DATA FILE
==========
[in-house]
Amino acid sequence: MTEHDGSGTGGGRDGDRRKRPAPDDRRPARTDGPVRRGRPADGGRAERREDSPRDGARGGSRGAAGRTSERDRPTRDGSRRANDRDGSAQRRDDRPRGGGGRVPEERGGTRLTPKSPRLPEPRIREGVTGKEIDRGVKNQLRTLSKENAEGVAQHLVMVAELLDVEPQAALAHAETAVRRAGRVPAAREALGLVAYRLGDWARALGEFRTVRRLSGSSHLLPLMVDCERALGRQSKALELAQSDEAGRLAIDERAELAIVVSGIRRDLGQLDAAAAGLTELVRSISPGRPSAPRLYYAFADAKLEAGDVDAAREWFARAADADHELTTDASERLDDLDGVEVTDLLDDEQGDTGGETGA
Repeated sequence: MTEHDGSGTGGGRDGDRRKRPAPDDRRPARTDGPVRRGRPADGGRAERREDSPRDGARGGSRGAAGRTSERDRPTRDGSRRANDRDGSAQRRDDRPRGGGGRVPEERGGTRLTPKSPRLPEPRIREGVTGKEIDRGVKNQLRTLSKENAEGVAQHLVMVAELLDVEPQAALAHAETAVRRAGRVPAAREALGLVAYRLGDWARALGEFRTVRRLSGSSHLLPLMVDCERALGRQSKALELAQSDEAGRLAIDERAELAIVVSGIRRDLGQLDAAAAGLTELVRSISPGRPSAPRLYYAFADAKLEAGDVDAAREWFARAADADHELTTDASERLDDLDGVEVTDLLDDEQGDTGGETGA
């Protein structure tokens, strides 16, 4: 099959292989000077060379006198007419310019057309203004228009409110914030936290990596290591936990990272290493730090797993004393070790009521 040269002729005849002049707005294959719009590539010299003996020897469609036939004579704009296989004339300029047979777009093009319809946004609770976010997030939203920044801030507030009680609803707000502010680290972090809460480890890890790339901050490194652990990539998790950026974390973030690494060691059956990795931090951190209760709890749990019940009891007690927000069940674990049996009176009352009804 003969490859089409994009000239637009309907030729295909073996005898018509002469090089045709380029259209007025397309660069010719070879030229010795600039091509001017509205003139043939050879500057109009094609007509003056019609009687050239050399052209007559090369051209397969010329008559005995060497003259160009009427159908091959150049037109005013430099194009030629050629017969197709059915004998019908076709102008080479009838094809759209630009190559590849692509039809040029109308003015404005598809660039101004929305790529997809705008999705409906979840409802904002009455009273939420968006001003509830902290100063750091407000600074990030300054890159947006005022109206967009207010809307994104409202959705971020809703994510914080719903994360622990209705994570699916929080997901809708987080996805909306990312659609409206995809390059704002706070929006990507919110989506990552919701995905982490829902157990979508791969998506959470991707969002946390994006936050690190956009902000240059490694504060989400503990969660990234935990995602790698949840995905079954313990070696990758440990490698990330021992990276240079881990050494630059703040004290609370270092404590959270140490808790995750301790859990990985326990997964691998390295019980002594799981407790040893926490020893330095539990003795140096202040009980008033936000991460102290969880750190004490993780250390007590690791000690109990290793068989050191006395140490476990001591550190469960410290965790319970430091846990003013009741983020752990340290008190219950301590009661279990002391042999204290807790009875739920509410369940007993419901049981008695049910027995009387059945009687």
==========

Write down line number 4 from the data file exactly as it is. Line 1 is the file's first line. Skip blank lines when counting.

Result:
């Protein structure tokens, strides 16, 4: 099959292989000077060379006198007419310019057309203004228009409110914030936290990596290591936990990272290493730090797993004393070790009521 040269002729005849002049707005294959719009590539010299003996020897469609036939004579704009296989004339300029047979777009093009319809946004609770976010997030939203920044801030507030009680609803707000502010680290972090809460480890890890790339901050490194652990990539998790950026974390973030690494060691059956990795931090951190209760709890749990019940009891007690927000069940674990049996009176009352009804 003969490859089409994009000239637009309907030729295909073996005898018509002469090089045709380029259209007025397309660069010719070879030229010795600039091509001017509205003139043939050879500057109009094609007509003056019609009687050239050399052209007559090369051209397969010329008559005995060497003259160009009427159908091959150049037109005013430099194009030629050629017969197709059915004998019908076709102008080479009838094809759209630009190559590849692509039809040029109308003015404005598809660039101004929305790529997809705008999705409906979840409802904002009455009273939420968006001003509830902290100063750091407000600074990030300054890159947006005022109206967009207010809307994104409202959705971020809703994510914080719903994360622990209705994570699916929080997901809708987080996805909306990312659609409206995809390059704002706070929006990507919110989506990552919701995905982490829902157990979508791969998506959470991707969002946390994006936050690190956009902000240059490694504060989400503990969660990234935990995602790698949840995905079954313990070696990758440990490698990330021992990276240079881990050494630059703040004290609370270092404590959270140490808790995750301790859990990985326990997964691998390295019980002594799981407790040893926490020893330095539990003795140096202040009980008033936000991460102290969880750190004490993780250390007590690791000690109990290793068989050191006395140490476990001591550190469960410290965790319970430091846990003013009741983020752990340290008190219950301590009661279990002391042999204290807790009875739920509410369940007993419901049981008695049910027995009387059945009687």